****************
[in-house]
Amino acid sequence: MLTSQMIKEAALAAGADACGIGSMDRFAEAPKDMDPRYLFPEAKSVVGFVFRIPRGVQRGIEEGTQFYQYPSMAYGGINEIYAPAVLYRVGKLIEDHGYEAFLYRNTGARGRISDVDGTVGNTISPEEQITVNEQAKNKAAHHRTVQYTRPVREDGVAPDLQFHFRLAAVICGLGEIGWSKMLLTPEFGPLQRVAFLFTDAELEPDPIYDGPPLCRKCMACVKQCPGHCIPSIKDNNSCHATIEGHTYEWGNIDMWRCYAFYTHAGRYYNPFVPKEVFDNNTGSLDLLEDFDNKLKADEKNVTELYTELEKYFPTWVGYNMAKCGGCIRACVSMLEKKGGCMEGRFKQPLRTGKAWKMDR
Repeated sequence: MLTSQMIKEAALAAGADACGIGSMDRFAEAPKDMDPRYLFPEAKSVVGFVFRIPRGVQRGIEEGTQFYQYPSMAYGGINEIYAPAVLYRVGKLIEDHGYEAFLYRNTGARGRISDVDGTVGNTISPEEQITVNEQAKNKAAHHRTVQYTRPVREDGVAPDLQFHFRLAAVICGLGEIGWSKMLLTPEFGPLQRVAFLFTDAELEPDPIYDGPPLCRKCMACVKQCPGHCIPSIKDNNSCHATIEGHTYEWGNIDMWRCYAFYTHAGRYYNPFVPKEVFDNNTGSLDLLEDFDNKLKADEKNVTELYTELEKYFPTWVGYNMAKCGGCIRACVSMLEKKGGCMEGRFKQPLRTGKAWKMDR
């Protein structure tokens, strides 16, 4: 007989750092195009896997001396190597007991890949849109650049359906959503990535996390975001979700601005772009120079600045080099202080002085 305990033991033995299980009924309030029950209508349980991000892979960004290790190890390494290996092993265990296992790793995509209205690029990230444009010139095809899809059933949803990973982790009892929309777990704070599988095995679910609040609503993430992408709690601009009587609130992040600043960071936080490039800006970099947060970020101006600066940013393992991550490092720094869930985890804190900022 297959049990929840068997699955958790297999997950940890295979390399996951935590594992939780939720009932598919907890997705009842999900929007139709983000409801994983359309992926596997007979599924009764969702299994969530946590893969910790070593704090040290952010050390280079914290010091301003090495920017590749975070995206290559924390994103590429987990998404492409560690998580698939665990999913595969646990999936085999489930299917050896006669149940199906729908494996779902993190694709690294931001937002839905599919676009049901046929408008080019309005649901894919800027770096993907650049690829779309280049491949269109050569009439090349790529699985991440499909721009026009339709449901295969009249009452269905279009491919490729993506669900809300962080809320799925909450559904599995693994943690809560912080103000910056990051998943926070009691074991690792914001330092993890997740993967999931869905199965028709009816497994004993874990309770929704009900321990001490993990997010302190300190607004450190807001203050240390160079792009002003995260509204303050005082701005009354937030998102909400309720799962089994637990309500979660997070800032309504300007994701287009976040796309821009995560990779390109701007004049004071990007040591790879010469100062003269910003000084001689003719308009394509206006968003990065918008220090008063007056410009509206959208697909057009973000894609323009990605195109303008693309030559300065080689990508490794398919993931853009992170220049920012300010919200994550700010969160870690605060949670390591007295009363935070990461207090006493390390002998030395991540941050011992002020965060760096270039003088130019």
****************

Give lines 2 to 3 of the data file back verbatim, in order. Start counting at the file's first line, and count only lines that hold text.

Amino acid sequence: MLTSQMIKEAALAAGADACGIGSMDRFAEAPKDMDPRYLFPEAKSVVGFVFRIPRGVQRGIEEGTQFYQYPSMAYGGINEIYAPAVLYRVGKLIEDHGYEAFLYRNTGARGRISDVDGTVGNTISPEEQITVNEQAKNKAAHHRTVQYTRPVREDGVAPDLQFHFRLAAVICGLGEIGWSKMLLTPEFGPLQRVAFLFTDAELEPDPIYDGPPLCRKCMACVKQCPGHCIPSIKDNNSCHATIEGHTYEWGNIDMWRCYAFYTHAGRYYNPFVPKEVFDNNTGSLDLLEDFDNKLKADEKNVTELYTELEKYFPTWVGYNMAKCGGCIRACVSMLEKKGGCMEGRFKQPLRTGKAWKMDR
Repeated sequence: MLTSQMIKEAALAAGADACGIGSMDRFAEAPKDMDPRYLFPEAKSVVGFVFRIPRGVQRGIEEGTQFYQYPSMAYGGINEIYAPAVLYRVGKLIEDHGYEAFLYRNTGARGRISDVDGTVGNTISPEEQITVNEQAKNKAAHHRTVQYTRPVREDGVAPDLQFHFRLAAVICGLGEIGWSKMLLTPEFGPLQRVAFLFTDAELEPDPIYDGPPLCRKCMACVKQCPGHCIPSIKDNNSCHATIEGHTYEWGNIDMWRCYAFYTHAGRYYNPFVPKEVFDNNTGSLDLLEDFDNKLKADEKNVTELYTELEKYFPTWVGYNMAKCGGCIRACVSMLEKKGGCMEGRFKQPLRTGKAWKMDR